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Power Supply

Test a Power Supply Unit – Written by KenB

Follow these steps to Test a Power Supply Unit ……..

[b]If you have a multimeter / voltmeter, you can test a Power Supply unit by following these steps: [/b]

[color=#FF0000]DO NOT[/color] remove the power supply from the case when carrying out these tests. [color=#FF0000]DO NOT[/color] carry out these tests if you do not feel confident to do so. Be sure to remove electrical static build-up from your clothes and body [b]BEFORE [/b]touching any parts inside the case by wearing an anti-static strap or touching the bare metal chasis. [color=#FF0000]NEVER[/color] open the power supply case for any reason, since high voltage may be present.

Turn off the PC and leave it plugged into the wall socket to maintain the earth ( ground) connection. Open the case. You will need the multimeter (voltmeter) set to read higher than 12v. Locate a free molex power connector that powers the hard drive (or a CD-ROM drive connector that is unused).

You can also unplug a drive connector and use it. Turn on the PC and insert the [b]BLACK[/b] probe into the power connector on one of the [b]BLACK[/b] wires. Touch the [color=#FF0000]RED[/color] probe to the [color=#FFBF00][b]YELLOW[/b][/color] wire on the power connector.
The multimeter reading should be +12 volts. Now touch the [color=#FF0000]RED[/color] probe to the [color=#FF0000]RED[/color] wire and the reading should be +5 volts. If no readings or different readings occurred, you’ll have to replace the power supply. If the readings were correct, you should check the P8 or P9 connectors at the motherboard. These connectors may also be named P4 and P5. To check these connectors, perform the following:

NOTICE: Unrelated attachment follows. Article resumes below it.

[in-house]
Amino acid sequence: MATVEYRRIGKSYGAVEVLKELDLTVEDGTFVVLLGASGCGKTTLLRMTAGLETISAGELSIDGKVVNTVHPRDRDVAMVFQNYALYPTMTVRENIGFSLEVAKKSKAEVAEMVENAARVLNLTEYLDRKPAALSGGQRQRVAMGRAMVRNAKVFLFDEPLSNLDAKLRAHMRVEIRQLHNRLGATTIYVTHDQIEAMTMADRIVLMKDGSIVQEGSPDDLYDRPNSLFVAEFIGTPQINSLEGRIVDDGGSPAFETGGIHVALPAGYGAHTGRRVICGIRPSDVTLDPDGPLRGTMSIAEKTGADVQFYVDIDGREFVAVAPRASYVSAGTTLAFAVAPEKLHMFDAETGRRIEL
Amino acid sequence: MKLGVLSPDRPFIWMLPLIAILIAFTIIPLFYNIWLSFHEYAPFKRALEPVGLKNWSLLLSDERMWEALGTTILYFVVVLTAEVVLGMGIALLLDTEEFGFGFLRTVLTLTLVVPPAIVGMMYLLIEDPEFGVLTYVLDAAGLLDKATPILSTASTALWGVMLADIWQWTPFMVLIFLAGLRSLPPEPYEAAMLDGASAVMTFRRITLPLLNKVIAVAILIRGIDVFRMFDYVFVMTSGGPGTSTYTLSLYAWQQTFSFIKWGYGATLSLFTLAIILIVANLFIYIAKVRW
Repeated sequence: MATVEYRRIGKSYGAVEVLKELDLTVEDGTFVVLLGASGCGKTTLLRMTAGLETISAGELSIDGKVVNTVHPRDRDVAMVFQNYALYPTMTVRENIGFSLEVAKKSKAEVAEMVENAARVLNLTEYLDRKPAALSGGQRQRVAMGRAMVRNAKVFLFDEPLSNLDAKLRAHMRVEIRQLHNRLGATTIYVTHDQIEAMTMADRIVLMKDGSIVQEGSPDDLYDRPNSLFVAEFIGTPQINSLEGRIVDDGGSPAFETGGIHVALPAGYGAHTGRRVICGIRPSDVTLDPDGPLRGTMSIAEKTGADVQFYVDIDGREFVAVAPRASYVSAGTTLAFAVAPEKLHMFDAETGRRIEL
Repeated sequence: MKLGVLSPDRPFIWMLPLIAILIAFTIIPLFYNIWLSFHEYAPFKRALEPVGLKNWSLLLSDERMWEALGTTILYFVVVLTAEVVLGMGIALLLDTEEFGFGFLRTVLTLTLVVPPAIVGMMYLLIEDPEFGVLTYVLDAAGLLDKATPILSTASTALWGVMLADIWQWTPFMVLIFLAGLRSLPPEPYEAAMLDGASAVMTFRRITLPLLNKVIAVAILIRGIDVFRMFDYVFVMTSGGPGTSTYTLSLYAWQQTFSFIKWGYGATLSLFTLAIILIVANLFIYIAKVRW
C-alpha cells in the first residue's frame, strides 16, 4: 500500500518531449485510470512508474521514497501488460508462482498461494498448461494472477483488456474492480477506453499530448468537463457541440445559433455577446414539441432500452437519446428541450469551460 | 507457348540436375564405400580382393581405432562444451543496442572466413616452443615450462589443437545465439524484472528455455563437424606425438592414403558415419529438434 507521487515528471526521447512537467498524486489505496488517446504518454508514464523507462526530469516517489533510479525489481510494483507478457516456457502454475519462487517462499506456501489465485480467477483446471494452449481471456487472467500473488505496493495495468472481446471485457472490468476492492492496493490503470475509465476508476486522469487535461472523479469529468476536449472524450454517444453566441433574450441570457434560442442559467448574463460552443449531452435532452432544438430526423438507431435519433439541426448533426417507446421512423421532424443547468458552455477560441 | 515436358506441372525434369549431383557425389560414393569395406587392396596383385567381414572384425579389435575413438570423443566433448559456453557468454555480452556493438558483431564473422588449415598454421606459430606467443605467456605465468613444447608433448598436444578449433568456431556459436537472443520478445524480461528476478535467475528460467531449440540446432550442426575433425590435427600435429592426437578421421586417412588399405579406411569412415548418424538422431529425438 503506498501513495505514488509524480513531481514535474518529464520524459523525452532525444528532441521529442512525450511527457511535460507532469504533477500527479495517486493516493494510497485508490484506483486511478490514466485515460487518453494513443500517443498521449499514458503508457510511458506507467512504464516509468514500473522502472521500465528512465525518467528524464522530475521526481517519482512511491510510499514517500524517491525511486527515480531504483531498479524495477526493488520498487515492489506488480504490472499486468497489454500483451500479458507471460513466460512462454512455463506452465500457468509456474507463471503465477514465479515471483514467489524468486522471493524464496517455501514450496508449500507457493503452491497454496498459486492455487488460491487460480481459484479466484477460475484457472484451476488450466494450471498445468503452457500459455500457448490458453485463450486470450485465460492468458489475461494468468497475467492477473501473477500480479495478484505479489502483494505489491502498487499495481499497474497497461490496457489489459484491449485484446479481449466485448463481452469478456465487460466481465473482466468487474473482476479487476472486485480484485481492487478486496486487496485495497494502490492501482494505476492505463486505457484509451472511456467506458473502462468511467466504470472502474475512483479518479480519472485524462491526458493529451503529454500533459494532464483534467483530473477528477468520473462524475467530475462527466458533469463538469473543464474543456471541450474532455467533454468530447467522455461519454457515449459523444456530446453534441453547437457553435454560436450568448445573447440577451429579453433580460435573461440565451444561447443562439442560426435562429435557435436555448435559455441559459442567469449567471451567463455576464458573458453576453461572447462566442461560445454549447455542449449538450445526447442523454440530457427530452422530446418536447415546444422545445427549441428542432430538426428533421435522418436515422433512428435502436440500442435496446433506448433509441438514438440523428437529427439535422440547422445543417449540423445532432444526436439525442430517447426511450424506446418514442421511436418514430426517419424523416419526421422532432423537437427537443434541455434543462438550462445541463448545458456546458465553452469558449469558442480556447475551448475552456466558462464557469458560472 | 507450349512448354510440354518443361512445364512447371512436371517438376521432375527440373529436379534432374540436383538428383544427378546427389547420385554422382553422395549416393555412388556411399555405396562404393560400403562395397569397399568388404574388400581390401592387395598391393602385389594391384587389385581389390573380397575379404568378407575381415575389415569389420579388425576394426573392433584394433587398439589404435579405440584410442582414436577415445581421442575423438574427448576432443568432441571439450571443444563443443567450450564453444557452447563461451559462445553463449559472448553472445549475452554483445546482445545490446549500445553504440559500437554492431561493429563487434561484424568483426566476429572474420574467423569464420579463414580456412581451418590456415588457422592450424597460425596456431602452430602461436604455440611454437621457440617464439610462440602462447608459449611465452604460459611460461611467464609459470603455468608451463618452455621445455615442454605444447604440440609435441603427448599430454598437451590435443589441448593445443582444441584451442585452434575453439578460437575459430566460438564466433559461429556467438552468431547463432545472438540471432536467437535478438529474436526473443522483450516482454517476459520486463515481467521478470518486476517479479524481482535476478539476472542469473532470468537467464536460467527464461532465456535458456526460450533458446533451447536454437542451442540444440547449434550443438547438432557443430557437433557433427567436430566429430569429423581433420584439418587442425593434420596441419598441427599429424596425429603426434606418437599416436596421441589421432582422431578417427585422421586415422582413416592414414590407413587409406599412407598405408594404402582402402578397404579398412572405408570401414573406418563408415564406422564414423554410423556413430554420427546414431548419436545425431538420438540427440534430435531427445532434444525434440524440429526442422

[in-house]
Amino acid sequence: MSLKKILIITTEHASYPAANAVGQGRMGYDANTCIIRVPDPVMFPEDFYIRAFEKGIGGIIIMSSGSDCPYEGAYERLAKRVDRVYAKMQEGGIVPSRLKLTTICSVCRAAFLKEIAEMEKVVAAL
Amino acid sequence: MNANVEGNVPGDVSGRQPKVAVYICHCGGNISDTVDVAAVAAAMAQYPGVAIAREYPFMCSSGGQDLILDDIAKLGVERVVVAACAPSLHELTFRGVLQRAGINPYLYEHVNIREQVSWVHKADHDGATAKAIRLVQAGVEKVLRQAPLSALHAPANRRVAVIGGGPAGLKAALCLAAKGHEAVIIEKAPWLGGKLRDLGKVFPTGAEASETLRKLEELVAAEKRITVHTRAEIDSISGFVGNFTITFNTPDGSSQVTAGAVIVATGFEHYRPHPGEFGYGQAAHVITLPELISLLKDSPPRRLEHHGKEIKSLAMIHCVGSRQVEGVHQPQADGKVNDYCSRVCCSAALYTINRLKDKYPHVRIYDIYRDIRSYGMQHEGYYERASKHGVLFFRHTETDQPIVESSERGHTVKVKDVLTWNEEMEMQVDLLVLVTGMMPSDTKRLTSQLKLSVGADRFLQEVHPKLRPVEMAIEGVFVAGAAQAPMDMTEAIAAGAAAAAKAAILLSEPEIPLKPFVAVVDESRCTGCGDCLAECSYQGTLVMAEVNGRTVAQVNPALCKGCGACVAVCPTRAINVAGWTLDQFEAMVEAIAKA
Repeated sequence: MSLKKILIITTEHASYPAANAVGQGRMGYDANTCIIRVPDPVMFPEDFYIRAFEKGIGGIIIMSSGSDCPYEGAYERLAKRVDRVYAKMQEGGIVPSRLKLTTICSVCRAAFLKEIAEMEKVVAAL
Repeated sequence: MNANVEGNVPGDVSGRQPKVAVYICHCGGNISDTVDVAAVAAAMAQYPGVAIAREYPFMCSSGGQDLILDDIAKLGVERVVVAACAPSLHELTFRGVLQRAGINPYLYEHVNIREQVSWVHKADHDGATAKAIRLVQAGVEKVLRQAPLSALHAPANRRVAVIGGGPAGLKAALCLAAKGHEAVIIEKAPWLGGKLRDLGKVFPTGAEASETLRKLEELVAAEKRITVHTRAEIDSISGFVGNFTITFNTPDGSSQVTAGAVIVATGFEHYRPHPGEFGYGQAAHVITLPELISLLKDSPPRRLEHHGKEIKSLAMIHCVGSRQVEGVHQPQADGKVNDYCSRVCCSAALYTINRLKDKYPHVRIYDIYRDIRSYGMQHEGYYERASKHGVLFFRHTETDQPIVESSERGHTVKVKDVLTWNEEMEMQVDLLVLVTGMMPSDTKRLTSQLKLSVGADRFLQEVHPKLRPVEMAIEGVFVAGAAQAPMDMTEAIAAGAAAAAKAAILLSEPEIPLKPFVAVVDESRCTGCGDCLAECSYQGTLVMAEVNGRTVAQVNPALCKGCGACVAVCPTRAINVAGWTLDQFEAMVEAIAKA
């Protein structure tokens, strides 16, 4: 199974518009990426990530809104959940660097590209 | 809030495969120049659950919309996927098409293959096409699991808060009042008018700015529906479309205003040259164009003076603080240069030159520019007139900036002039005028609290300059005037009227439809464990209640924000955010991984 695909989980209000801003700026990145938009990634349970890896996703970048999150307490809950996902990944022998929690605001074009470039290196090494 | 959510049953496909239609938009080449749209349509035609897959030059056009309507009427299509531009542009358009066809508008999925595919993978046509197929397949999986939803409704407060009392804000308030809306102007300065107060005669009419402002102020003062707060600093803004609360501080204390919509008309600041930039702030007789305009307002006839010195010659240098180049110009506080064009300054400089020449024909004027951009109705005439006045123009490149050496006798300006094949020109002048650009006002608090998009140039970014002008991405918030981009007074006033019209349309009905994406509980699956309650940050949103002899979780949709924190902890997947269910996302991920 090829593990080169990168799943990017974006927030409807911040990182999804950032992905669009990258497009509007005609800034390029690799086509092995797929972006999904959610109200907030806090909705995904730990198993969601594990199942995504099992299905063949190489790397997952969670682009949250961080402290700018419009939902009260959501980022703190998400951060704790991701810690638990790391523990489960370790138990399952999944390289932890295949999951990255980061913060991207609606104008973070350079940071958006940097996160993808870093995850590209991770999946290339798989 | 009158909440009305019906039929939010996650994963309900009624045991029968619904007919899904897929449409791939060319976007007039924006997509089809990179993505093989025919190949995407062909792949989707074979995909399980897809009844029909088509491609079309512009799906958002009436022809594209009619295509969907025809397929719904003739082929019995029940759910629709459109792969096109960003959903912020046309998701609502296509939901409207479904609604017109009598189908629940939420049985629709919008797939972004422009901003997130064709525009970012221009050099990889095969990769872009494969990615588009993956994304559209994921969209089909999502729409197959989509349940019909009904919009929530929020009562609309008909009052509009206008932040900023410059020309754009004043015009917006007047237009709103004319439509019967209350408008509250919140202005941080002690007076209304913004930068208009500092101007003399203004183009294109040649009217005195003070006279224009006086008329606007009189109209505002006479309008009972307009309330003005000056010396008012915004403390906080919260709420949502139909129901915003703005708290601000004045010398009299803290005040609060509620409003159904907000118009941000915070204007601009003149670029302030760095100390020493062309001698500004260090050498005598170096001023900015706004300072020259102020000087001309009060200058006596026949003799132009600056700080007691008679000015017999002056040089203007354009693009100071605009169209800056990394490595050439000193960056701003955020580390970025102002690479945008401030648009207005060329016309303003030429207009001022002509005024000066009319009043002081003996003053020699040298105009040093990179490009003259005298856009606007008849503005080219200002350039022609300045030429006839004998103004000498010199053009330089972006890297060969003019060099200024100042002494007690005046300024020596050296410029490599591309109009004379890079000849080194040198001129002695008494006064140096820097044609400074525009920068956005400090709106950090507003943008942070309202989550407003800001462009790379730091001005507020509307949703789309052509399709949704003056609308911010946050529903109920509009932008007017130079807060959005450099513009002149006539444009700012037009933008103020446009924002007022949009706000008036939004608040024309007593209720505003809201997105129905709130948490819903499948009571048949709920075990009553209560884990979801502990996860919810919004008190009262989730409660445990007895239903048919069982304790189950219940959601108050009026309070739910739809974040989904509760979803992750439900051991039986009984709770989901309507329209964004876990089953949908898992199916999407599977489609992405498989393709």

Insert the [b]BLACK[/b] probe into P8 at one of the [b]BLACK[/b] wires. Insert the [color=#FF0000]RED[/color] probe into the P8 connector at the [color=#FF0000]RED[/color] wire. The reading on the multimeter should be +5 volts.

test a power supply unit PSU Connections

If you have a 24 pin connector the wire arrangements will look like this:

Use the basic information above to help you decide the location of the black 0v lead from the meter.
Identify the 12v / 5v / 3.3v etc connections and test as above.
You will notice that the colour sequence is the same and pins 11 – 12 – 23 – 24 have been added.

test a power supply unit 24 Pin ATX Pinout

Check the power going to the motherboard connections by inserting the [color=#FF0000]RED [/color]probe into P8 at the [color=#FFBF00][b]YELLOW [/b][/color]wire and you should get +12 volts. Leave the [b]BLACK [/b]wire touching the [b]BLACK [/b]wire at the P8 connector. Check the [color=#0040BF]BLUE [/color]wire and the reading should be a -12 volts.

Now move the [b]BLACK [/b]probe to the [b]BLACK [/b]wire on the P9 connector. Test the WHITE wire by inserting the [color=#FF0000]RED [/color]probe and the reading should be -5 volts. Check the [color=#FF0000]RED [/color]wires on the P9 connector and you should get +5 volts on each [color=#FF0000]RED [/color]wire. You won’t get exactly 5 or 12 volts, but the readings will be very close, such as 5.02 volts.

If the Power Supply is a couple of volts off in either direction, such as when the [color=#FF0000]RED [/color]wire should be reading -5 volts but it reads -8 volts, or if there are no readings, replace the power supply.

[color=#FF0000]Under no circumstances should you attempt to take the PSU apart [/color]

It is possible to buy a device that will automatically test your PSU for you.
See here:
This is NOT a recommendation – just an example.

Most devices of this type will test a power supply unit and give you an LED indication if all is OK.

If you need more information on ways to test a power supply unit try the Free PC Help website – click here

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